Architecture is more than a practical concern. It’s also a form of art, and different building designs use specific flourishes and features to express ideals and social values. If you’ve ever been curious about the style of a particular building, the following guide will prove enlightening.
5 Architecture Styles & Their Key Characteristics
1. Art Deco
Art deco buildings emerged in the 1920s and are characterized by sleek, clean lines and geometric motifs. The style was conceived as a rejection of ornamental classical styles and represented social and technological progress. Many of the first skyscrapers were created in the art deco style to express the future of design. Famous examples include New York City’s Empire State Building and Chrysler Building.
Baroque buildings are often likened to enormous sculptures due to their dramatic features. The style was developed in the 16th century and appealed to the senses by creating areas of light and shadow. St. Peter’s Basilica in Rome is one of the most famous examples of this architectural style.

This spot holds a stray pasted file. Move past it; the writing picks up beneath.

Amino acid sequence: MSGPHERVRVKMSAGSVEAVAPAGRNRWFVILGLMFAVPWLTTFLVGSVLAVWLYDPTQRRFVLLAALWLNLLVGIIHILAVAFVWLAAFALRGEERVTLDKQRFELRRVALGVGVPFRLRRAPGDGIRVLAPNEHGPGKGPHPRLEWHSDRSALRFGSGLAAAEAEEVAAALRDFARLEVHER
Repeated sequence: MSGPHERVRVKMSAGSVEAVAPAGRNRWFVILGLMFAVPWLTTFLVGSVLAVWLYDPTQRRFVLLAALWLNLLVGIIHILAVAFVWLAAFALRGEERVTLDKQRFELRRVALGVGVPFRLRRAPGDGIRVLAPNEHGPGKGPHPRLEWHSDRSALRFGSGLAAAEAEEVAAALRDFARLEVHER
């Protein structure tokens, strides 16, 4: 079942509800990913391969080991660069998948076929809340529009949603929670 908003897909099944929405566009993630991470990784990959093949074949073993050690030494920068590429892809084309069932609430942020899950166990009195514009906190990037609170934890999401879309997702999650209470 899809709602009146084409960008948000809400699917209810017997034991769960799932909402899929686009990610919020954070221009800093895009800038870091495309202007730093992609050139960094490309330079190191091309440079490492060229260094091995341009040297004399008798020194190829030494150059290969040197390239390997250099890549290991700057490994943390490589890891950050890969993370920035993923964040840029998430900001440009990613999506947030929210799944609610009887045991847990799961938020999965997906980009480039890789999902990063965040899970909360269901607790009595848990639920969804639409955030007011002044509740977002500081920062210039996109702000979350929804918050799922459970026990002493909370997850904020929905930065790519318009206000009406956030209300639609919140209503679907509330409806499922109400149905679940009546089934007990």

This 18th-century movement celebrated classical architecture, which originated in ancient Greece and Rome. While undeniably simple, neoclassical is grandiose, with soaring columns and stark, smooth walls. The focus on symmetry was thought to be an antidote to more ornate styles. Examples of neoclassical architecture include the White House and U.S. Capitol Building in Washington, D.C., and the Metropolitan Museum of Art in New York City.
Originating in Germany at the beginning of the 20th century, Bauhaus emphasized pared-down, purposeful design. Buildings designed in this style are often described as efficient and free of unnecessary artistic flourishes and ornamentation. Founded by architect Walter Gropius, the goal of this movement was to forge a connection between art and industry. Gropius and his wife left Germany in the late 1930s and settled in Massachusetts, building a home in this unique style.
Postmodern architecture arose as a response to the austerity of the 20th-century modernist movement. This style is often considered to be exaggerated or ironic with campy overwrought accents that veer towards the absurd. This style can be found in New York City’s AT&T Building and the Guggenheim Museum’s location in Bilbao, Spain.